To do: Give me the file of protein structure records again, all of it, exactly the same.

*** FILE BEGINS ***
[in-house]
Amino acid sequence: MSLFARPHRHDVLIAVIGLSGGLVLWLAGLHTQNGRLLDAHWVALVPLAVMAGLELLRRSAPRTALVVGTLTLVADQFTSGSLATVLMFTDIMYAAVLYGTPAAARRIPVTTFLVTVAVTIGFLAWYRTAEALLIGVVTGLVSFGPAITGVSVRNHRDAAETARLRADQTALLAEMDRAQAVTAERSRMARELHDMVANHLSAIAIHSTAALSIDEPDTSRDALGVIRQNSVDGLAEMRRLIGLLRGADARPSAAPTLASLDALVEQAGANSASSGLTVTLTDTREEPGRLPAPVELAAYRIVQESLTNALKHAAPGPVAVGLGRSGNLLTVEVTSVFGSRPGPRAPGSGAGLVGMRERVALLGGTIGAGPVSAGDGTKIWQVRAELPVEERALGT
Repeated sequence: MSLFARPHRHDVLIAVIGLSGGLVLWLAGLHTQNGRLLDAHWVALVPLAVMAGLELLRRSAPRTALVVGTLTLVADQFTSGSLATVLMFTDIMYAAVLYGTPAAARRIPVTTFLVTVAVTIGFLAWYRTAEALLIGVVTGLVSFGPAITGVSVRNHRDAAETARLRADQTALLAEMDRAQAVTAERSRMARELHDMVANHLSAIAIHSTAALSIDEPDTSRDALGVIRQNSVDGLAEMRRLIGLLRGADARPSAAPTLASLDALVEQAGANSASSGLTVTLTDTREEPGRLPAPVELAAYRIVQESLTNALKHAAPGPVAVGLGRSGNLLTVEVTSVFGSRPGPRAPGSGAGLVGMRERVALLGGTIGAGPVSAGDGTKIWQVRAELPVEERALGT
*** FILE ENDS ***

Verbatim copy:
[in-house]
Amino acid sequence: MSLFARPHRHDVLIAVIGLSGGLVLWLAGLHTQNGRLLDAHWVALVPLAVMAGLELLRRSAPRTALVVGTLTLVADQFTSGSLATVLMFTDIMYAAVLYGTPAAARRIPVTTFLVTVAVTIGFLAWYRTAEALLIGVVTGLVSFGPAITGVSVRNHRDAAETARLRADQTALLAEMDRAQAVTAERSRMARELHDMVANHLSAIAIHSTAALSIDEPDTSRDALGVIRQNSVDGLAEMRRLIGLLRGADARPSAAPTLASLDALVEQAGANSASSGLTVTLTDTREEPGRLPAPVELAAYRIVQESLTNALKHAAPGPVAVGLGRSGNLLTVEVTSVFGSRPGPRAPGSGAGLVGMRERVALLGGTIGAGPVSAGDGTKIWQVRAELPVEERALGT
Repeated sequence: MSLFARPHRHDVLIAVIGLSGGLVLWLAGLHTQNGRLLDAHWVALVPLAVMAGLELLRRSAPRTALVVGTLTLVADQFTSGSLATVLMFTDIMYAAVLYGTPAAARRIPVTTFLVTVAVTIGFLAWYRTAEALLIGVVTGLVSFGPAITGVSVRNHRDAAETARLRADQTALLAEMDRAQAVTAERSRMARELHDMVANHLSAIAIHSTAALSIDEPDTSRDALGVIRQNSVDGLAEMRRLIGLLRGADARPSAAPTLASLDALVEQAGANSASSGLTVTLTDTREEPGRLPAPVELAAYRIVQESLTNALKHAAPGPVAVGLGRSGNLLTVEVTSVFGSRPGPRAPGSGAGLVGMRERVALLGGTIGAGPVSAGDGTKIWQVRAELPVEERALGT